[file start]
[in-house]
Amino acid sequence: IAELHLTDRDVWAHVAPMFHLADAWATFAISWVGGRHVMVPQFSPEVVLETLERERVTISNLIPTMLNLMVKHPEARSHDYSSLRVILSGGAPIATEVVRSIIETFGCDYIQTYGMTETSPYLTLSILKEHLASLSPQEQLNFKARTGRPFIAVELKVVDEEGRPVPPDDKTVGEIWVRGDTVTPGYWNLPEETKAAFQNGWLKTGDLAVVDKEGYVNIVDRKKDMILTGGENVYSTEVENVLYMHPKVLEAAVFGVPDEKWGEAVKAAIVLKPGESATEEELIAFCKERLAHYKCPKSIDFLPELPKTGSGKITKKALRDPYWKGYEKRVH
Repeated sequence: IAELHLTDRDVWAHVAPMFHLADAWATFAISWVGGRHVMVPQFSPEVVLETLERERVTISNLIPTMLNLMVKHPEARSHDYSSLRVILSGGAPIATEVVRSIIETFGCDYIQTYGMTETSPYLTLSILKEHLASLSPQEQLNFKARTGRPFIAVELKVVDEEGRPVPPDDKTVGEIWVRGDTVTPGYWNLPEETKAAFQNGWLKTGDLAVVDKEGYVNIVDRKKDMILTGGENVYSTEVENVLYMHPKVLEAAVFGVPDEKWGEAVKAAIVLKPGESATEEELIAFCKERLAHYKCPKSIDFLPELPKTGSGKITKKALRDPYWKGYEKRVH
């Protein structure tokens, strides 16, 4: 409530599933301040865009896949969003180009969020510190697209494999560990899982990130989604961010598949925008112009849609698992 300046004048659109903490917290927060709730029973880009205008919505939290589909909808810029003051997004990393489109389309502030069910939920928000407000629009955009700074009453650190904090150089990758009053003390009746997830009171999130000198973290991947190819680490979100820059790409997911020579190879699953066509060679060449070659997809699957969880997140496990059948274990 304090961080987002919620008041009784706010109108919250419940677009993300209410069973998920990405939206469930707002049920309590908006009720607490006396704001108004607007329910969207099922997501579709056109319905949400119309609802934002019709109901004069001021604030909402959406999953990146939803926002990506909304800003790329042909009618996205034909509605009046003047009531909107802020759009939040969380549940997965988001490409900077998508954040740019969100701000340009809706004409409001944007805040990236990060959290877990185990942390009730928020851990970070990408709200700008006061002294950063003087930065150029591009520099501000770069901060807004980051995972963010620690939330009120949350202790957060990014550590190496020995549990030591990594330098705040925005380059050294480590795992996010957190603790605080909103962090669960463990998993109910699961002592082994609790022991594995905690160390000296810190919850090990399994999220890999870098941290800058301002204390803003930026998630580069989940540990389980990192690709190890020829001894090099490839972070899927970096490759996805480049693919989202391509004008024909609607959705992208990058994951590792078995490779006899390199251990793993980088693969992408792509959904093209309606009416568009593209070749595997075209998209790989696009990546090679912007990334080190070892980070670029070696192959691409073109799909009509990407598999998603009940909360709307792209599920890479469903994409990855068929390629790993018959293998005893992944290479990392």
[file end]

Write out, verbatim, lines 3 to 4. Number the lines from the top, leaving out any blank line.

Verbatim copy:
Repeated sequence: IAELHLTDRDVWAHVAPMFHLADAWATFAISWVGGRHVMVPQFSPEVVLETLERERVTISNLIPTMLNLMVKHPEARSHDYSSLRVILSGGAPIATEVVRSIIETFGCDYIQTYGMTETSPYLTLSILKEHLASLSPQEQLNFKARTGRPFIAVELKVVDEEGRPVPPDDKTVGEIWVRGDTVTPGYWNLPEETKAAFQNGWLKTGDLAVVDKEGYVNIVDRKKDMILTGGENVYSTEVENVLYMHPKVLEAAVFGVPDEKWGEAVKAAIVLKPGESATEEELIAFCKERLAHYKCPKSIDFLPELPKTGSGKITKKALRDPYWKGYEKRVH
């Protein structure tokens, strides 16, 4: 409530599933301040865009896949969003180009969020510190697209494999560990899982990130989604961010598949925008112009849609698992 300046004048659109903490917290927060709730029973880009205008919505939290589909909808810029003051997004990393489109389309502030069910939920928000407000629009955009700074009453650190904090150089990758009053003390009746997830009171999130000198973290991947190819680490979100820059790409997911020579190879699953066509060679060449070659997809699957969880997140496990059948274990 304090961080987002919620008041009784706010109108919250419940677009993300209410069973998920990405939206469930707002049920309590908006009720607490006396704001108004607007329910969207099922997501579709056109319905949400119309609802934002019709109901004069001021604030909402959406999953990146939803926002990506909304800003790329042909009618996205034909509605009046003047009531909107802020759009939040969380549940997965988001490409900077998508954040740019969100701000340009809706004409409001944007805040990236990060959290877990185990942390009730928020851990970070990408709200700008006061002294950063003087930065150029591009520099501000770069901060807004980051995972963010620690939330009120949350202790957060990014550590190496020995549990030591990594330098705040925005380059050294480590795992996010957190603790605080909103962090669960463990998993109910699961002592082994609790022991594995905690160390000296810190919850090990399994999220890999870098941290800058301002204390803003930026998630580069989940540990389980990192690709190890020829001894090099490839972070899927970096490759996805480049693919989202391509004008024909609607959705992208990058994951590792078995490779006899390199251990793993980088693969992408792509959904093209309606009416568009593209070749595997075209998209790989696009990546090679912007990334080190070892980070670029070696192959691409073109799909009509990407598999998603009940909360709307792209599920890479469903994409990855068929390629790993018959293998005893992944290479990392």